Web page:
This causes difficulty, particularly when only one person is able to access critical data. In order to tackle this challenge, multi-stakeholder groups should be looking at combining the geographical data already in use for their operations to allow for seamless collaborative working.
In March 2011 following Exercise Watermark, Britain's biggest ever civil emergency exercise designed to test the country's response to large-scale flooding, Lincolnshire Resilience Forum (LRF) realised the potential that enhancements to data-sharing could make on improving their response. These changes included: the creation of a single point of access for all data collection and communication; to improve the data-sharing protocols of all LRF members and multi-agency responders; to establish service level agreements (SLAs) for good working practice; and to have more effective utilisation of existing IT infrastructure and software; to reduce reliance on paper-based mapping for briefing purposes.
Initially, Lincolnshire Fire and Rescue Service and the Lincolnshire County Council Joint Emergency Management Service facilitated the sharing of information between the emergency responders and LRF members by agreeing and embedding multiple SLAs. However, the practical implementation and use of this data for information-sharing and pre-planning a potential event was being hindered by the fact that the capability of the existing platform was limited. A new LRF-agreed solution was required to allow local partners to view all this information in a time-critical multi-agency operational environment.
In 2011, Lincolnshire Fire & Rescue and the LRF began to develop a bespoke geographical information system. The aim was to create a Common Operational Picture (COP) which would enable all its members and other multi-agency responders to access and share sensitive and critical data in time-critical situations. This would involve mapping dependencies including key buildings, water supplies and electricity and gas transmission networks.
The geographic data was accessed through the Public Sector Mapping Agreement (PSMA). This centrally funded licensing agreement between Government and Ordnance Survey allows geographic data to be widely available, free at the point of use and shared between all public sector organisations. Having agreed to share a number of key datasets, the first step in creating the COP was to create a central data repository to store all conceivable pre-planned multi-agency data and PSMA geographic data.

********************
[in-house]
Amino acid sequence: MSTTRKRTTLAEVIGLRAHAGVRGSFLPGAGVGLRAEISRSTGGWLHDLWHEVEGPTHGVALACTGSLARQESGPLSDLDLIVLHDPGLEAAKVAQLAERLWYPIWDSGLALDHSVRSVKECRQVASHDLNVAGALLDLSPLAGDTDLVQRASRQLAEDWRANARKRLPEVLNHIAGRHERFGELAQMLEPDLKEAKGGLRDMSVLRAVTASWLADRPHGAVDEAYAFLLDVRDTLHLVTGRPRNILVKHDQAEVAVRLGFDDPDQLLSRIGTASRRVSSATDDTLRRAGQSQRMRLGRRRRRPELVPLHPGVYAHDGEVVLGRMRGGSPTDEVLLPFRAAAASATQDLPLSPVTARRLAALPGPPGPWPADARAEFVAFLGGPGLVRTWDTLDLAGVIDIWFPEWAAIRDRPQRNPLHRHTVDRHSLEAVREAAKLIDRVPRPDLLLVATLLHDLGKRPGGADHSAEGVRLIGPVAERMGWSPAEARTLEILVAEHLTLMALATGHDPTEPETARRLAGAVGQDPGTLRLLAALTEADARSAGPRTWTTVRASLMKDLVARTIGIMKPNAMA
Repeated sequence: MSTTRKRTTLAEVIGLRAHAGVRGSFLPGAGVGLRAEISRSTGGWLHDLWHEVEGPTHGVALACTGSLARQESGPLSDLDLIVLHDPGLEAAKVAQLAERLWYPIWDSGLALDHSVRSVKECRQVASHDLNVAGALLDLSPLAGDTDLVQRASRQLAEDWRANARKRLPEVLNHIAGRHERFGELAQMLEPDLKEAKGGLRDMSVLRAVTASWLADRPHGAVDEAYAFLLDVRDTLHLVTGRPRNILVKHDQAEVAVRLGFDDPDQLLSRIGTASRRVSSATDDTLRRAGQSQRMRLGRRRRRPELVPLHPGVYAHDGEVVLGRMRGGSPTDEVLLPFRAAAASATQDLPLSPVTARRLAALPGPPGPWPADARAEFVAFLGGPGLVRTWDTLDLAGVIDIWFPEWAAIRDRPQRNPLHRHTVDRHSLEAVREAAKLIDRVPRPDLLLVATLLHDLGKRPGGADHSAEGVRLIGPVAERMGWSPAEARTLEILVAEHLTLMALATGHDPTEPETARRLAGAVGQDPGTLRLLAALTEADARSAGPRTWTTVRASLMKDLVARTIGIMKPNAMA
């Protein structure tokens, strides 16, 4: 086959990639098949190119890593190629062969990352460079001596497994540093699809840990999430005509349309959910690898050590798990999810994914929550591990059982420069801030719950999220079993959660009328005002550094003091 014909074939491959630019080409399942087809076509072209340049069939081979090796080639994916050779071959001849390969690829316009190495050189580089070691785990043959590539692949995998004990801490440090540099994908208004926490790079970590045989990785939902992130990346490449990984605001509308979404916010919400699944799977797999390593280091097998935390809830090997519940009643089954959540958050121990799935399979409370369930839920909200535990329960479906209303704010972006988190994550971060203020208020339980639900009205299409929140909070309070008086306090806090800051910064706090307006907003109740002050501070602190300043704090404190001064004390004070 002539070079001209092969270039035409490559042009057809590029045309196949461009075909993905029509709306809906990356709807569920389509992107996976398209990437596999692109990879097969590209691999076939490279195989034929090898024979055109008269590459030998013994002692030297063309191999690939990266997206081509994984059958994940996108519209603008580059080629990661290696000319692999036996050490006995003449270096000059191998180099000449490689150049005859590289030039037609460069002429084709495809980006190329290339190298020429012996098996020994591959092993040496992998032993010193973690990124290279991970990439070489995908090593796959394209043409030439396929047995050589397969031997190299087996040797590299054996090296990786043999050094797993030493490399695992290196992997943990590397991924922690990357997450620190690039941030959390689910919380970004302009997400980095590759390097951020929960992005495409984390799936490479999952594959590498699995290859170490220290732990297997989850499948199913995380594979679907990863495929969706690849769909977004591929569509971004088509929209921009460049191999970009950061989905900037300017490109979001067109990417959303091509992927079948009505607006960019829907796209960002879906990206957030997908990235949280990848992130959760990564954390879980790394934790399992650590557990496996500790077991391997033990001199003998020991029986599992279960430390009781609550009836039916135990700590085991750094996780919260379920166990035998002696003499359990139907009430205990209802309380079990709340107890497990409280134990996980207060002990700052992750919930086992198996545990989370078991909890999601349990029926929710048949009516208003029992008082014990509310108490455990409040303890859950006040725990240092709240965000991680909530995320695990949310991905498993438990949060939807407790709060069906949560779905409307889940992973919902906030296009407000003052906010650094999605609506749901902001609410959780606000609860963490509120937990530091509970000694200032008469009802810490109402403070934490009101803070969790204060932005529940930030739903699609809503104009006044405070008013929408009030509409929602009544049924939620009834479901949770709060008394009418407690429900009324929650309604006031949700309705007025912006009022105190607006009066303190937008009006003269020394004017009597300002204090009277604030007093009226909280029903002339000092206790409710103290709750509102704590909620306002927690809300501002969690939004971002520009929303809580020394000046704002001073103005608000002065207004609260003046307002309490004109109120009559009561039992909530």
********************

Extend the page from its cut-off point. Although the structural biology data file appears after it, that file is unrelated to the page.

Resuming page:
This central repository, now commonly referred to within Lincolnshire County Council as the 'Geostore', has various permissions and access levels that safeguards sensitive information, such as the location of vulnerable people and critical infrastructure, and can only be accessed by key individuals within the organisation.
By deploying a bespoke geographical information system (GIS), the LRF has enabled all its members and other multi-agency responders to access and share sensitive and critical data. This dynamic platform enhances the ability for the LRF to respond to incidents in a timelier manner and offers a central point of reference for decision-makers at all response levels that use the COP as the interface briefing tool.
With all agencies providing data on a regular basis, the LRF is hopeful that policies and procedures can be developed to mitigate and hopefully eradicate the use of duplicated data, legacy data and data stored in silos. Now, the multi-agency data and related spatial datasets are layered onto various Ordnance Survey mapping products for further analysis.
When there is an emergency exercise or incident, such as a fire or flooding event, the COP can be displayed throughout the County Emergency Centre. The potential to stream to other strategic, tactical and operational locations in the county using existing IT infrastructure is currently being developed. When this is achieved the COP will be accessible to all members of the LRF regardless of locality.
Ordnance Survey data has played a fundamental role in underpinning this work by providing a tried and trusted common geographic framework from which to work from. As a core government activity, geographic data available under the Public Sector Mapping Agreement can be accessed by all category 1 and 2 responders, including non-governmental organisations.
"The COP platform was developed out of the necessity to bring the multi-agency environment into the 21st century kicking and screaming," says Andrew Baptie, Risk Management, Lincolnshire Fire and Rescue Service. "The geographical interface has all been developed in-house using existing resources at no extra cost to the organisation or budgetary expense; it showcases what can be achieved under the current financial constraints when you have a combined vision for constant improvement and the tenacity to succeed."
Data was contributed from a range of stakeholder organisations including Lincolnshire County Council, Joint Emergency Management Service, Lincolnshire Fire and Rescue, Environment Agency™, National Health Service®, Highways Agency, Anglian Water®, Internal Drainage Boards, Yorkshire Electricity®, Lincolnshire Police, East Midlands Ambulance Service and the voluntary sector.
By creating a platform that brings together multiple sources of location-based incident and emergency responder information, the result is a one stop shop for key partners in a multi-agency event to update and utilise. The benefits of this are that all co-ordination groups can base critical decisions on the most current and accurate data using Ordnance Survey mapping products and the latest versions of all multi-agency plans and multi-agency data can be preloaded into the COP to enable point data links to all relevant information. This has enabled instant access to information and has reduced the time required for executive decision-making.
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